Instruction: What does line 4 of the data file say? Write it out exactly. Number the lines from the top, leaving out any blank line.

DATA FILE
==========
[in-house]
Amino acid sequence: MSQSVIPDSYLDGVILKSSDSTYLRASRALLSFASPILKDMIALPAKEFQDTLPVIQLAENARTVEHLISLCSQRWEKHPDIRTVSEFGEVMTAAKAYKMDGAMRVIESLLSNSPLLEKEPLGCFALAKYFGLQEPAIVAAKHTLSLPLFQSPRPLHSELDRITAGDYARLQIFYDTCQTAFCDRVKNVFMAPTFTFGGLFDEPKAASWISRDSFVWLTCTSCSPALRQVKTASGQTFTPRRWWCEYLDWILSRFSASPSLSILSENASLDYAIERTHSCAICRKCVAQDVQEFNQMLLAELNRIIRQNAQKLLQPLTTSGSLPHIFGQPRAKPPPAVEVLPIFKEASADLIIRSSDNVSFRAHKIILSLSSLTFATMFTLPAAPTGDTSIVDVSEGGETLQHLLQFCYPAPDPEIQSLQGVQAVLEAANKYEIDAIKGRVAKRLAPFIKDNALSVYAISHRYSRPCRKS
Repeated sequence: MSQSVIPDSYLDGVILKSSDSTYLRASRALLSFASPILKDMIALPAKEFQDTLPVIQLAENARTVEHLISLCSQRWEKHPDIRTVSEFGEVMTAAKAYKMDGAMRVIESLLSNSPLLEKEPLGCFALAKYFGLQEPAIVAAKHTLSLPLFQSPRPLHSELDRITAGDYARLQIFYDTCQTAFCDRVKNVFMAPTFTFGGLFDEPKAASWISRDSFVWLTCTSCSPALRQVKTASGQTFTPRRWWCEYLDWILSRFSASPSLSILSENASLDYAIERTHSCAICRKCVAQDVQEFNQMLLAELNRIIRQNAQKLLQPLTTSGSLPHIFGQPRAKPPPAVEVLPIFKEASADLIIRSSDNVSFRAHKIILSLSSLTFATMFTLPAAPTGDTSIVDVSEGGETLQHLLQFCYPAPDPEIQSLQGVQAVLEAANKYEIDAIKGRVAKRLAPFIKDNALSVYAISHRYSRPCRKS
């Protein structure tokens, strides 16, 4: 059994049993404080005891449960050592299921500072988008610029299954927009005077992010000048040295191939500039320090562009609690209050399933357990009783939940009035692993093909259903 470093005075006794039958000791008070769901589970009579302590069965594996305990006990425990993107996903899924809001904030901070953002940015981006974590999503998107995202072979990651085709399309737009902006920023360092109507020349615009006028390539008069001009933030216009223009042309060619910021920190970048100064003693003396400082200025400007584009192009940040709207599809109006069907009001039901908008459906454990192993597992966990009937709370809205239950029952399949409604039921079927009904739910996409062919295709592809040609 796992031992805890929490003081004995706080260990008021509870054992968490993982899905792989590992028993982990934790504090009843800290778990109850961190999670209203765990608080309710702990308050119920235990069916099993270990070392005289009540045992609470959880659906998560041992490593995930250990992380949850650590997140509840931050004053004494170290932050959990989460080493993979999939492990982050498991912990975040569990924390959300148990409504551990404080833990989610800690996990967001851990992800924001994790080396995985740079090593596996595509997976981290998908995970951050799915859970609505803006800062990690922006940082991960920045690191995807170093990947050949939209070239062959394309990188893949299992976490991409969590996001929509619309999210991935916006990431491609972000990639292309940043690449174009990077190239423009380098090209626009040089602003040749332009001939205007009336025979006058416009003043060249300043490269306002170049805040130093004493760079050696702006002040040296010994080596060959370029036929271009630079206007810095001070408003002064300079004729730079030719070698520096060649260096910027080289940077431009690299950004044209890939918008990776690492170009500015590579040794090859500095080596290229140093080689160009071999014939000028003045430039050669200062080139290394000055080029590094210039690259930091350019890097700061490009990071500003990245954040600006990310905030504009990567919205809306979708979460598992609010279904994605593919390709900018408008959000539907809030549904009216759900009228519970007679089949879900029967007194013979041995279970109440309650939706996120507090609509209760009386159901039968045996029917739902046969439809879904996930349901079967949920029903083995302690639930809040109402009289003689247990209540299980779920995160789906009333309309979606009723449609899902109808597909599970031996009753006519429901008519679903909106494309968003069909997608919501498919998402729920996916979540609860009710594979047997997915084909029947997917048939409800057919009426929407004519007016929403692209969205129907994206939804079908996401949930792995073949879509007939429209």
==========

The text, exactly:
């Protein structure tokens, strides 16, 4: 059994049993404080005891449960050592299921500072988008610029299954927009005077992010000048040295191939500039320090562009609690209050399933357990009783939940009035692993093909259903 470093005075006794039958000791008070769901589970009579302590069965594996305990006990425990993107996903899924809001904030901070953002940015981006974590999503998107995202072979990651085709399309737009902006920023360092109507020349615009006028390539008069001009933030216009223009042309060619910021920190970048100064003693003396400082200025400007584009192009940040709207599809109006069907009001039901908008459906454990192993597992966990009937709370809205239950029952399949409604039921079927009904739910996409062919295709592809040609 796992031992805890929490003081004995706080260990008021509870054992968490993982899905792989590992028993982990934790504090009843800290778990109850961190999670209203765990608080309710702990308050119920235990069916099993270990070392005289009540045992609470959880659906998560041992490593995930250990992380949850650590997140509840931050004053004494170290932050959990989460080493993979999939492990982050498991912990975040569990924390959300148990409504551990404080833990989610800690996990967001851990992800924001994790080396995985740079090593596996595509997976981290998908995970951050799915859970609505803006800062990690922006940082991960920045690191995807170093990947050949939209070239062959394309990188893949299992976490991409969590996001929509619309999210991935916006990431491609972000990639292309940043690449174009990077190239423009380098090209626009040089602003040749332009001939205007009336025979006058416009003043060249300043490269306002170049805040130093004493760079050696702006002040040296010994080596060959370029036929271009630079206007810095001070408003002064300079004729730079030719070698520096060649260096910027080289940077431009690299950004044209890939918008990776690492170009500015590579040794090859500095080596290229140093080689160009071999014939000028003045430039050669200062080139290394000055080029590094210039690259930091350019890097700061490009990071500003990245954040600006990310905030504009990567919205809306979708979460598992609010279904994605593919390709900018408008959000539907809030549904009216759900009228519970007679089949879900029967007194013979041995279970109440309650939706996120507090609509209760009386159901039968045996029917739902046969439809879904996930349901079967949920029903083995302690639930809040109402009289003689247990209540299980779920995160789906009333309309979606009723449609899902109808597909599970031996009753006519429901008519679903909106494309968003069909997608919501498919998402729920996916979540609860009710594979047997997915084909029947997917048939409800057919009426929407004519007016929403692209969205129907994206939804079908996401949930792995073949879509007939429209």